I'm not interested in biases or stereotyping; I'm interested, objectively, in these religions themselves, and how they are used in the present day, and if music is part of this usage.

I think it would be a mistake to think that ancient Egyptian religion and rituals were used only by "hippies;" for several reasons.

The Egyptians had several female deities, which leads me to believe that they would be of interest to feminists. Also, wasn't Egyptian society more queen-oriented than our patriarchal Church structure? It was at least more biased towards equality, and less towards patriarchy.

I suspect that there are practicioners of this ancient religion in our very midst, and who are females of much power and wealth.

Also, Egypt is in Africa, and this has appeal to blacks. In jazz, there are titles by Coltrane such as Nefertiti, Naima, and references to the Sun (RA).

Right here, I have given you two examples of groups other than "hippies" who would relate to ancient Egypt.

Also, all religions have archetypal power. This means they are "spiritual technologies" which never really "go out of style" as you seem to imply. I'm interested in the real power of these pagan forms, and how they could be used in conjunction with music to evoke certain states of mind, harness psychic power which could be directed, and could "evoke deities".
 

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I'm not interested in biases or stereotyping; I'm interested, objectively, in these religions themselves, and how they are used in the present day, and if music is part of this usage.

I think it would be a mistake to think that ancient Egyptian religion and rituals were used only by "hippies;" for several reasons.

The Egyptians had several female deities, which leads me to believe that they would be of interest to feminists. Also, wasn't Egyptian society more queen-oriented than our patriarchal Church structure? It was at least more biased towards equality, and less towards patriarchy.

I suspect that there are practicioners of this ancient religion in our very midst, and who are females of much power and wealth.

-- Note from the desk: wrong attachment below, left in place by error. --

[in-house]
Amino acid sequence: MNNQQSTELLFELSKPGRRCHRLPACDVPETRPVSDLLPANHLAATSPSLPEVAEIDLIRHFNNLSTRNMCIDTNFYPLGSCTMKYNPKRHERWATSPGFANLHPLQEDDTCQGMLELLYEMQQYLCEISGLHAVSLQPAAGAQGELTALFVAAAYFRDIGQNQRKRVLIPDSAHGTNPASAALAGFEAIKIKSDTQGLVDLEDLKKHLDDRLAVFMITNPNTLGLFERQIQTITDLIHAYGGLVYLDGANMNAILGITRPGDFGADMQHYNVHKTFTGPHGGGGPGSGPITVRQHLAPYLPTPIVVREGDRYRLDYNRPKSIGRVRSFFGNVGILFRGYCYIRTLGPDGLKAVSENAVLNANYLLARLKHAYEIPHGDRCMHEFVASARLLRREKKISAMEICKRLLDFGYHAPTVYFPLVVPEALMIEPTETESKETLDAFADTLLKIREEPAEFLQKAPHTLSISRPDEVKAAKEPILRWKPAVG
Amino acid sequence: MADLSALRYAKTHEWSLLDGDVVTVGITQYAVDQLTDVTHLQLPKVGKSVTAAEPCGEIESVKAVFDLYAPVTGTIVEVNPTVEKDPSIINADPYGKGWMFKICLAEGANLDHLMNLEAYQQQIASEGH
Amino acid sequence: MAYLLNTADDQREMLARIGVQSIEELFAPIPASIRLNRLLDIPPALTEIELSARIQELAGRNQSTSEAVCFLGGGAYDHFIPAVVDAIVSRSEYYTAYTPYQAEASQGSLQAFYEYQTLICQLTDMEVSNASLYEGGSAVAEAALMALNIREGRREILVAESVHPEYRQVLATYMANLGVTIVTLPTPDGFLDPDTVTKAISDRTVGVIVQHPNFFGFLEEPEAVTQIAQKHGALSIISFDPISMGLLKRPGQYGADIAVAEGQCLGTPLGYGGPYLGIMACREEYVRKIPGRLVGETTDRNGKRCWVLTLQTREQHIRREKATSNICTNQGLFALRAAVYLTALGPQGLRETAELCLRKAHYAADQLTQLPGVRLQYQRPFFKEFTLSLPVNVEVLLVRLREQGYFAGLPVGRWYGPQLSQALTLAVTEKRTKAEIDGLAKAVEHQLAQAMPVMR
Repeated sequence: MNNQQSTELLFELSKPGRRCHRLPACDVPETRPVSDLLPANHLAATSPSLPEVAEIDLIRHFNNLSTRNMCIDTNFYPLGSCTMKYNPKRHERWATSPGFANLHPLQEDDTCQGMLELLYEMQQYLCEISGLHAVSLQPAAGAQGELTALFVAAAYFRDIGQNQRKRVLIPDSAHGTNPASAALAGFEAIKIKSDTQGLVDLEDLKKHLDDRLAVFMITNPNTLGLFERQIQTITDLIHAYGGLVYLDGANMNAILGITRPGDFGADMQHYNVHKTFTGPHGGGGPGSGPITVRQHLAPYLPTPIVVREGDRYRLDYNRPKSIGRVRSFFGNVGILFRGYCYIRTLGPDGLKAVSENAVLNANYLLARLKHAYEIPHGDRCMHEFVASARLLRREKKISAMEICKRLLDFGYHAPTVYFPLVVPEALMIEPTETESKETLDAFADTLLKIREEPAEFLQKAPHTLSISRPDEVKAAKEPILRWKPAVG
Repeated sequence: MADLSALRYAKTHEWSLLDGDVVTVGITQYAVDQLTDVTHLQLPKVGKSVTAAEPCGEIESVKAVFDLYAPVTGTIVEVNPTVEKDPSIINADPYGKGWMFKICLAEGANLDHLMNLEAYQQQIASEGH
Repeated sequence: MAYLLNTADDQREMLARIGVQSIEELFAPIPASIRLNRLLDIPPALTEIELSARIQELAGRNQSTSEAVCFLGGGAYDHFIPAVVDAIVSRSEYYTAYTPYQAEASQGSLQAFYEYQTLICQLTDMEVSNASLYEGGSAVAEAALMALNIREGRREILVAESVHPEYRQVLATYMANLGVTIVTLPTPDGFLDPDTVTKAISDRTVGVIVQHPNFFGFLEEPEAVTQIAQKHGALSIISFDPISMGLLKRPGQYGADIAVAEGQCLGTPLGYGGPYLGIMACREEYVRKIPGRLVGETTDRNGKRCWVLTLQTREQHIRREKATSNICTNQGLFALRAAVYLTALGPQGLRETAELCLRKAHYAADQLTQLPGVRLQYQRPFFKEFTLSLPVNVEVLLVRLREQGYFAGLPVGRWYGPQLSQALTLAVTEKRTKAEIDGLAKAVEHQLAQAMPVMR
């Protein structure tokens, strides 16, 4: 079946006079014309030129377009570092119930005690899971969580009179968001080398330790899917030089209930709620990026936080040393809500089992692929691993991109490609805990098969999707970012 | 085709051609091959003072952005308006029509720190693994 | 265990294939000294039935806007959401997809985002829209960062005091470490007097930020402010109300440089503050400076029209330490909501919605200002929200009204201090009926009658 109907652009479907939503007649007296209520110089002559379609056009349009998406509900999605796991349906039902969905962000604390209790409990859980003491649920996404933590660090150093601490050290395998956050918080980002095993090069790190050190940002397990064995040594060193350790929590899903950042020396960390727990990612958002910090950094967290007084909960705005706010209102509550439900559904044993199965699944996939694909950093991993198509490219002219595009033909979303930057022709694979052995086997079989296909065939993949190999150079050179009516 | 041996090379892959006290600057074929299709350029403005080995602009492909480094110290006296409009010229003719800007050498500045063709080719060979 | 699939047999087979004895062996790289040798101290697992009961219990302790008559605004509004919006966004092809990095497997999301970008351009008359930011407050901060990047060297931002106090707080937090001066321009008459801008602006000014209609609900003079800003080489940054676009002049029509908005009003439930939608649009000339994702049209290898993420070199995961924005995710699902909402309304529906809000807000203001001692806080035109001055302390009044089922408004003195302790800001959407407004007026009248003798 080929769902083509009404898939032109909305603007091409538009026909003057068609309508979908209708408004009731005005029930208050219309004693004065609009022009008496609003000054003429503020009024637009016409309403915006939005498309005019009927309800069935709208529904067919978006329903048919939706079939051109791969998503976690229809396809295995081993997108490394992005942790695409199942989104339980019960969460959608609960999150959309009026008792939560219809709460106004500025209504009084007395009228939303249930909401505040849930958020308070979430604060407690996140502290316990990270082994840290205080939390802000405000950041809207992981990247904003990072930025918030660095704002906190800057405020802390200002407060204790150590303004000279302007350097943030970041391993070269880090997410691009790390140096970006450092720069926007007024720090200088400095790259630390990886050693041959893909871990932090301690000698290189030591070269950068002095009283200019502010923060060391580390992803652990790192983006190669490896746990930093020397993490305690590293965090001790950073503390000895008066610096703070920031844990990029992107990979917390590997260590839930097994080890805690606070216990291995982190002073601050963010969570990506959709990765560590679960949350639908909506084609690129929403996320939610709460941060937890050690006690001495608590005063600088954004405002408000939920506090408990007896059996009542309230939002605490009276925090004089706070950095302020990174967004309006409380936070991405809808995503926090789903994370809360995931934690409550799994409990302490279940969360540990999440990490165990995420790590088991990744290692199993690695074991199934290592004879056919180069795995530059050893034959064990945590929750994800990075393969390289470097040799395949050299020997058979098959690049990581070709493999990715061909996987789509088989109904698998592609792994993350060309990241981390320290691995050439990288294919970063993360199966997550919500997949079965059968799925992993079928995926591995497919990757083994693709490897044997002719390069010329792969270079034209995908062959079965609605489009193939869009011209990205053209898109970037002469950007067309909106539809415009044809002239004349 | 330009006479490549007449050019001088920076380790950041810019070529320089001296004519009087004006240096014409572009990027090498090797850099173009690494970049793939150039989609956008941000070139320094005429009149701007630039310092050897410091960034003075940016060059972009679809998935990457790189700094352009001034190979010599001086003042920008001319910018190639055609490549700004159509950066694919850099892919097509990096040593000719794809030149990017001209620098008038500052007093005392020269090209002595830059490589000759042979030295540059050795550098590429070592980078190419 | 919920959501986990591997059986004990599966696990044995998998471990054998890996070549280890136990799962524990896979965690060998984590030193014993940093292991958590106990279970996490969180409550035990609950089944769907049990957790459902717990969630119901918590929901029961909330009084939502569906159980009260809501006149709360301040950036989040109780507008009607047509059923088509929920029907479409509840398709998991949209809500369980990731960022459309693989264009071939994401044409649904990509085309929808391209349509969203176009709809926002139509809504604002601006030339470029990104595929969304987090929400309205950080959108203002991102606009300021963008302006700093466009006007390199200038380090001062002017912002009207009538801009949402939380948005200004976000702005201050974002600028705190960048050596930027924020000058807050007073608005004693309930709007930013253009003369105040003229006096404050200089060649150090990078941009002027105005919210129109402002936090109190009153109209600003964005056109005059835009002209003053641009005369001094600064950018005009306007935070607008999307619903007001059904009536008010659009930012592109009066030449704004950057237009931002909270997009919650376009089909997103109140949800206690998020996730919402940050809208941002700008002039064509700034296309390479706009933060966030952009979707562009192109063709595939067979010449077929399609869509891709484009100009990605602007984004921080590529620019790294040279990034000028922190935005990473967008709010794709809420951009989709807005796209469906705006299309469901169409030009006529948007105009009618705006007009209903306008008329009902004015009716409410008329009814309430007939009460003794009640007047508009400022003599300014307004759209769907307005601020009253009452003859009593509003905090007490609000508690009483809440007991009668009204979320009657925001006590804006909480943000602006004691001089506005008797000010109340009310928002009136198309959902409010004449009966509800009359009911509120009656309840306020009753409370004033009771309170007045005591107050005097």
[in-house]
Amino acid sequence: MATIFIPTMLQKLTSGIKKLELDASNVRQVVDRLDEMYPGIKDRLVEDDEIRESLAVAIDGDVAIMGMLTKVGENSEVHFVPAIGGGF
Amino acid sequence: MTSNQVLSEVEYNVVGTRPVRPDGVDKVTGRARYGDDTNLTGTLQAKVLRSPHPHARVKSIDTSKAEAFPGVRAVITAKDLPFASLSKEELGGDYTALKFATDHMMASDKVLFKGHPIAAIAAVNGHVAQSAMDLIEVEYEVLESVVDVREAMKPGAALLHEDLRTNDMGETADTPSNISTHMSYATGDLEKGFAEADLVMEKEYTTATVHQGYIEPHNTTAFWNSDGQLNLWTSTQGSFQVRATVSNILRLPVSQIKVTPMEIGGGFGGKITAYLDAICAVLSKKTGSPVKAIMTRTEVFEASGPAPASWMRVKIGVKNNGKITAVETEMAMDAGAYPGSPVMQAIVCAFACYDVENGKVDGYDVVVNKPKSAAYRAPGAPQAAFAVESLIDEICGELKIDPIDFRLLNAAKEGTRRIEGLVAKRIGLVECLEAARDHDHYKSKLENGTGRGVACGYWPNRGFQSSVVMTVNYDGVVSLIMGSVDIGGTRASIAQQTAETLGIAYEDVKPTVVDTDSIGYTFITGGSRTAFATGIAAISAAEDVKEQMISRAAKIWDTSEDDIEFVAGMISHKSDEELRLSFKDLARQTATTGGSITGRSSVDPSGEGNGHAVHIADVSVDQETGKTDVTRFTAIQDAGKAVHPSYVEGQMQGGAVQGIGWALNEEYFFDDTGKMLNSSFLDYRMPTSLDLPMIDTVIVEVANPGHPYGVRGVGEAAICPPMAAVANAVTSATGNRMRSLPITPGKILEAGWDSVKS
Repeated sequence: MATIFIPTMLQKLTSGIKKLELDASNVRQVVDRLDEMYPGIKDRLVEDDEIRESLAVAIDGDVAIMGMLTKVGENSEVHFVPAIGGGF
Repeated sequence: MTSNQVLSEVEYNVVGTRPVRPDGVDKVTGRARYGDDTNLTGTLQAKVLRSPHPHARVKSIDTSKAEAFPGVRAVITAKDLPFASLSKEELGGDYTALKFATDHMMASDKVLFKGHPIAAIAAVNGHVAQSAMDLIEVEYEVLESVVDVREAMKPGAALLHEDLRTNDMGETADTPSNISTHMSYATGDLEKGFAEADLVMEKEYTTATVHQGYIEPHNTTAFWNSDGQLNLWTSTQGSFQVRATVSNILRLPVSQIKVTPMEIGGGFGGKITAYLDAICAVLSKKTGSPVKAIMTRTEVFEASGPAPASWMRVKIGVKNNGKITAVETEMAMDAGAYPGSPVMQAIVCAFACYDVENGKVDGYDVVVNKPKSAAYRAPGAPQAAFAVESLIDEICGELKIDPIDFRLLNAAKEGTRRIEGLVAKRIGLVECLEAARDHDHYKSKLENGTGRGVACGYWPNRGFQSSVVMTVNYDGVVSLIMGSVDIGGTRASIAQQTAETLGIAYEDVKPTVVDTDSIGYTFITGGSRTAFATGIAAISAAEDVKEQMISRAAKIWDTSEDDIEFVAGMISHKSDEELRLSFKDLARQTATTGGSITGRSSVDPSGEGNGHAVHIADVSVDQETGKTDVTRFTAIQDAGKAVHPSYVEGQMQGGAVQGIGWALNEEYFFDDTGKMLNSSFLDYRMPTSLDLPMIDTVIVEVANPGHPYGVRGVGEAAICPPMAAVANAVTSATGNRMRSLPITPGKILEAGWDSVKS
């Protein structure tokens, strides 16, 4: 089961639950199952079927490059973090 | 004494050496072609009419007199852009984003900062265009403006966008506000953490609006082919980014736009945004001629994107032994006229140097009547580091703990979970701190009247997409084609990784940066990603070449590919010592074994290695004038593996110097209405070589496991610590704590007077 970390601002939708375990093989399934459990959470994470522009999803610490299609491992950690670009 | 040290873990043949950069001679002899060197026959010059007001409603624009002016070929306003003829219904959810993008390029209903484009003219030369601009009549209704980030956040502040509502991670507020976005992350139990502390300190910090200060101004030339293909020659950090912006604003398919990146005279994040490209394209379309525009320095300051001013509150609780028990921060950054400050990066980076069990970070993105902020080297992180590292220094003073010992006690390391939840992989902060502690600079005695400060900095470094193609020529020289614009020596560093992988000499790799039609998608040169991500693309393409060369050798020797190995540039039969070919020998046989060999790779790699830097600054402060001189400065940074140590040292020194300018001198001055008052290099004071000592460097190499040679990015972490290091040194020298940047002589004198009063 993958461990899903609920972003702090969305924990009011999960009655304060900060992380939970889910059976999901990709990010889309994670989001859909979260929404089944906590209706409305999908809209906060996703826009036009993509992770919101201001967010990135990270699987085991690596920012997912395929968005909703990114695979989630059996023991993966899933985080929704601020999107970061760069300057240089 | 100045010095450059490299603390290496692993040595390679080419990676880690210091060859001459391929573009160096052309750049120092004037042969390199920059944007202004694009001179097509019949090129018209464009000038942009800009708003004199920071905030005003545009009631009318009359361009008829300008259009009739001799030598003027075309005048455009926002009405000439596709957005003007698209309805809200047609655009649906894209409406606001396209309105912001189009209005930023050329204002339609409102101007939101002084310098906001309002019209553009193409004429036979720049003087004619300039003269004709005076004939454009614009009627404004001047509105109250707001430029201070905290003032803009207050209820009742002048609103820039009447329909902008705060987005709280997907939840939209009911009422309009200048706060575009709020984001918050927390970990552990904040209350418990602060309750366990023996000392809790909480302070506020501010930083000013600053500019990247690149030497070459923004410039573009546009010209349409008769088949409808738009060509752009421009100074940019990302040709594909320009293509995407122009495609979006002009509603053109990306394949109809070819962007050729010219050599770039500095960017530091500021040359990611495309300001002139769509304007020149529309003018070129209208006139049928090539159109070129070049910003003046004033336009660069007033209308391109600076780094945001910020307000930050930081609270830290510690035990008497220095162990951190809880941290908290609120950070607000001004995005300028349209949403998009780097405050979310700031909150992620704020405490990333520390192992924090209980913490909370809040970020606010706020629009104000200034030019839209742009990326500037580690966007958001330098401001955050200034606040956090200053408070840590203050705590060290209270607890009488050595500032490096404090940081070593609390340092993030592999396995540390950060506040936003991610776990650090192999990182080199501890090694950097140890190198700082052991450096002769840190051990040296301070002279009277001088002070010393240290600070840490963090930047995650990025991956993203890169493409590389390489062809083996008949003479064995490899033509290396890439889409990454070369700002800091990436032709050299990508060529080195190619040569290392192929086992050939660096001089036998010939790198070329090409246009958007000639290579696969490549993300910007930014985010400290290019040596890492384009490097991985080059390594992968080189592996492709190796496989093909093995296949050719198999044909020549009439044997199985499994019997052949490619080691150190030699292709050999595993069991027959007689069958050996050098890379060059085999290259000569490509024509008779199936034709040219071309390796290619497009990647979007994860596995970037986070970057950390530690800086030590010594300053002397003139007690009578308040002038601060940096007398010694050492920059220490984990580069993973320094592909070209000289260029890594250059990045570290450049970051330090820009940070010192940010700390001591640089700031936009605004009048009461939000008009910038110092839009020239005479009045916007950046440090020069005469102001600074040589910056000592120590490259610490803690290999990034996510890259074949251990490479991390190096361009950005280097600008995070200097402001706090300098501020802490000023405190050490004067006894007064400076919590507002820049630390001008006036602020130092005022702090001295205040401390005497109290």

Also, Egypt is in Africa, and this has appeal to blacks. In jazz, there are titles by Coltrane such as Nefertiti, Naima, and references to the Sun (RA).

Right here, I have given you two examples of groups other than "hippies" who would relate to ancient Egypt.

Also, all religions have archetypal power. This means they are "spiritual technologies" which never really "go out of style" as you seem to imply. I'm interested in the real power of these pagan forms, and how they could be used in conjunction with music to evoke certain states of mind, harness psychic power which could be directed, and could "evoke deities".
I'm sorry if I got the wrong end of the stick- I assumed that you meant Celtic themed new age religions. I don't know if there are any practitioners of ancient Egyptian religions in our midst, let alone women of great wealth and power. No doubt all sorts of theories can be found on the internet- but you seem to be asking a question to which you already know all the answers. 'Guess what's in my mind' isn't really a promising start for a thread IMO.
 

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Also, all religions have archetypal power. This means they are "spiritual technologies" which never really "go out of style" as you seem to imply. I'm interested in the real power of these pagan forms, and how they could be used in conjunction with music to evoke certain states of mind, harness psychic power which could be directed, and could "evoke deities".
Hey, I'm able to evoke deities, but only when I've had way too much to drink.:cool:
 
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World music belongs in shops which sell kaftans and joss sticks.
I know that NASA has released a sort of music from the planets, but apart from that the term "world music" is of course meaningless, patronising, westerncentric bollards. Which is pretty much what you'd expect for a marketing term originally dreamt up to help shift more units of traditional non-western indigenous music.
 

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I know a couple of wiccans and by and large they wash as often as the rest of us. They do tend to have terrible taste in music though. World music belongs in shops which sell kaftans and joss sticks. Although I was in one not so long ago and they were playing a cd of Rostropovich playing Bach. I think that was just a fluke.
Fluke music? Oh, lovely! :)
 

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A good rule-of-thumb is that there is no religion without music, whether it's chant or drumming or dancing or hymn singing or something. We might be able to find some traditions that explicitly forbid music, but it is unlikely that they have been around long or will be. The essence of religion is (usually/ordinarily) community, and humans have few tools stronger than music for building attachment to community.